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Your microbiota and you: Exploring the host–microbiome relationship in health and disease

This webinar is brought to you by the Science/AAAS Custom Publishing Office

Your microbiota and you: Exploring the host–microbiome relationship in health and disease

01 July 2020

12:00 p.m. ET

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It is now widely accepted that the microbes that live in and on humans—our microbiome—are not just passive passengers but play an active role in our health and wellness. The presence, absence, or relative abundance of different microbe species has been linked to a broad array of ailments, including inflammatory bowel disease, cardiovascular disease, obesity, cancer, and possibly even neurodegenerative diseases. The gut microflora has been particularly well researched and there is strong evidence that dysbiosis—an imbalance in the abundance of the many intestinal bacterial species—can lead to serious health issues. This webinar will explore approaches to identifying causal roles for the microbiome in human health and disease, as well as investigating current technologies that can illuminate novel mechanisms of host–microbiome interaction. Additionally, we will learn about the use of immunoglobulin A (IgA) as a candidate drug for treating dysbiosis and thereby positively impacting human disease.

During this webinar, the speakers will:

  • Outline the pathways by which the gut microbiome can affect health and disease
  • Discuss the latest technologies and techniques for unraveling the host–microbiome relationship
  • Provide insight into the role of IgA in maintaining intestinal homeostasis and its potential as a therapeutic agent
  • Answer your questions live during the broadcast.

This webinar will last for approximately 60 minutes.

You might also enjoy these related webinars: 6 May 2020 and 3 June 2020

Speaker bios

Reiko Shinkura, M.D., Ph.D.

University of Tokyo
Tokyo, Japan

Since 2018, Dr. Shinkura has been a professor at the Institute for Quantitative Biosciences at the University of Tokyo in Japan. She graduated from Kyoto University in 1986, initially as a doctor of medicine, and worked there as an anesthesiologist for 6 years. Then she entered the Kyoto University Graduate School of Medicine, where she obtained her doctorate in 1997 and completed postgraduate studies in 1999 under Tasuku Honjo, studying the immune function of alymphoplasia mutant mice and identifying the genetic mutation responsible for this condition. She continued her research as a Howard Hughes Medical Institute research associate with Frederick W. Alt’s group at Harvard Medical School in Boston, where she investigated the importance of switch region sequences in class-switch recombination of immunoglobulin genes. In 2003, she rejoined Honjo’s group as assistant and then associate professor, focusing on activation-induced cytidine deaminase. In 2010, she established her own laboratory at the Nagahama Institute of Bio-Science and Technology before moving to the Nara Institute of Science and Technology, where she investigated intestinal immunoglobulin A (IgA) antibodies and their interaction with the gut microbiota. Dr. Shinkura then moved to her current position at the University of Tokyo, where she performs translational research aimed at developing IgA-based drugs as gut microbial regulators and IgA-targeting chemical compounds that have anti-allergic effects.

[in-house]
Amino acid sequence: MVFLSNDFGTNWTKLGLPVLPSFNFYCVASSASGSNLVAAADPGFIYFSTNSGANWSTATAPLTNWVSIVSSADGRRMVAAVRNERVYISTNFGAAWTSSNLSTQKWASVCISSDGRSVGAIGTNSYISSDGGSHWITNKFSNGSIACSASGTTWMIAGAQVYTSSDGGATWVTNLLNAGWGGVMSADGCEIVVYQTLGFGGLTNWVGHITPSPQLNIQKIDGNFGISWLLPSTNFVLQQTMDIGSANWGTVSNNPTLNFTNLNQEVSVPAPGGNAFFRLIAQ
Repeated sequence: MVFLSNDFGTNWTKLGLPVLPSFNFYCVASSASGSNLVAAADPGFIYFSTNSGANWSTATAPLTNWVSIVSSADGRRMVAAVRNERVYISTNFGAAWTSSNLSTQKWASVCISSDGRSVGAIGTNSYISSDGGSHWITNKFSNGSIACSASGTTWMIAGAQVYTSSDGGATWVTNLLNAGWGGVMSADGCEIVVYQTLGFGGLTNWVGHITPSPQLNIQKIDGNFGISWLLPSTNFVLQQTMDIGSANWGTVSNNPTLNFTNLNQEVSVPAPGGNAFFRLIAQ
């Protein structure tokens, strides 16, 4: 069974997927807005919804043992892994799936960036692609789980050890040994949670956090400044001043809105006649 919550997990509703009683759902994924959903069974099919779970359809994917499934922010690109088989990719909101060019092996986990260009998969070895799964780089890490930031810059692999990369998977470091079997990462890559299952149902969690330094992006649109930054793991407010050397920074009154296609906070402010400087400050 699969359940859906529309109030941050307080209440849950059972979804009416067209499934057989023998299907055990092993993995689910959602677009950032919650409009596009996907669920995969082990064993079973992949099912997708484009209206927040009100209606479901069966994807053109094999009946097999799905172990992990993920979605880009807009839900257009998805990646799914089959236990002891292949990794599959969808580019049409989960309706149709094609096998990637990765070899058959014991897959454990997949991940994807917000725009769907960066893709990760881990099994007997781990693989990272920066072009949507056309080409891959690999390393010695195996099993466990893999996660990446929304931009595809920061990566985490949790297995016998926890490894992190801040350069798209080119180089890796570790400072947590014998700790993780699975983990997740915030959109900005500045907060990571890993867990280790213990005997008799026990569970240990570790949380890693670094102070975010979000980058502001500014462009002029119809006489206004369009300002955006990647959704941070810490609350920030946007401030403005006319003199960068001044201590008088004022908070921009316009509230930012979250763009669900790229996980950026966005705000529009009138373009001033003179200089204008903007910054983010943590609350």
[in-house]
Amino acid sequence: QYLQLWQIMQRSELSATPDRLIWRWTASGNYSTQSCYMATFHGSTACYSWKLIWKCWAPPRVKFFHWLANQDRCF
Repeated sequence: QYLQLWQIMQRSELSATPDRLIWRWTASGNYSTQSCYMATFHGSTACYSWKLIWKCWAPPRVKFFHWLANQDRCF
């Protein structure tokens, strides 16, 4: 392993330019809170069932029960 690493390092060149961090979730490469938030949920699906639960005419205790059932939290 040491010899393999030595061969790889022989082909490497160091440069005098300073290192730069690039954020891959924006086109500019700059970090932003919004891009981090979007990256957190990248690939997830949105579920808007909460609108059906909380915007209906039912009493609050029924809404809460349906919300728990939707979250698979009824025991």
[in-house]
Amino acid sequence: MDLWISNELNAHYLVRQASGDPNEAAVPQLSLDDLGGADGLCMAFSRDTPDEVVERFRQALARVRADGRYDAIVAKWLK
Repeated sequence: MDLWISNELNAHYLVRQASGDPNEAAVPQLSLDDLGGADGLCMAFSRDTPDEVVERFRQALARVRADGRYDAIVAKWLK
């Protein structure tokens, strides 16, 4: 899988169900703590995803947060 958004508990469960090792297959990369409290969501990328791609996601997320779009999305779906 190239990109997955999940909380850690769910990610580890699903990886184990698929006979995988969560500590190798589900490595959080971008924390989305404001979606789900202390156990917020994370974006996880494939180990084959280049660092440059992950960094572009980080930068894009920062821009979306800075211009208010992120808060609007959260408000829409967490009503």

Noah Palm, Ph.D.

Yale School of Medicine
New Haven, CT

Dr. Palm is an assistant professor of immunobiology at the Yale University School of Medicine, where his lab focuses on understanding how the trillions of microbes that live in and on us (our microbiota) interact with and influence their mammalian hosts. His work particularly emphasizes the development of new technologies to deconvolute complex host–microbiota interactions and reveal causal roles for the microbiota in human health and disease. He received his B.A. in biology from Macalester College in Saint Paul, Minnesota and performed his doctoral work with Ruslan Medzhitov and postdoctoral training with Richard Flavell, both at Yale University. He is the recipient of multiple honors and awards, including the Smith Family Foundation Award for Excellence in Biomedical Research, the Pew Biomedical Scholar Award, and the U.S. National Institutes of Health Director’s New Innovator Award.


Sean Sanders, Ph.D.

Washington, DC

Dr. Sanders did his undergraduate training at the University of Cape Town, South Africa, and his Ph.D. at the University of Cambridge, UK, supported by the Wellcome Trust. Following postdoctoral training at the National Institutes of Health and Georgetown University, Dr. Sanders joined TranXenoGen, a startup biotechnology company in Massachusetts working on avian transgenics. Pursuing his parallel passion for writing and editing, Dr. Sanders joined BioTechniques as an editor, before joining Science/AAAS in 2006. Currently, Dr. Sanders is the Director and Senior Editor for Custom Publishing for the journal Science and Program Director for Outreach.

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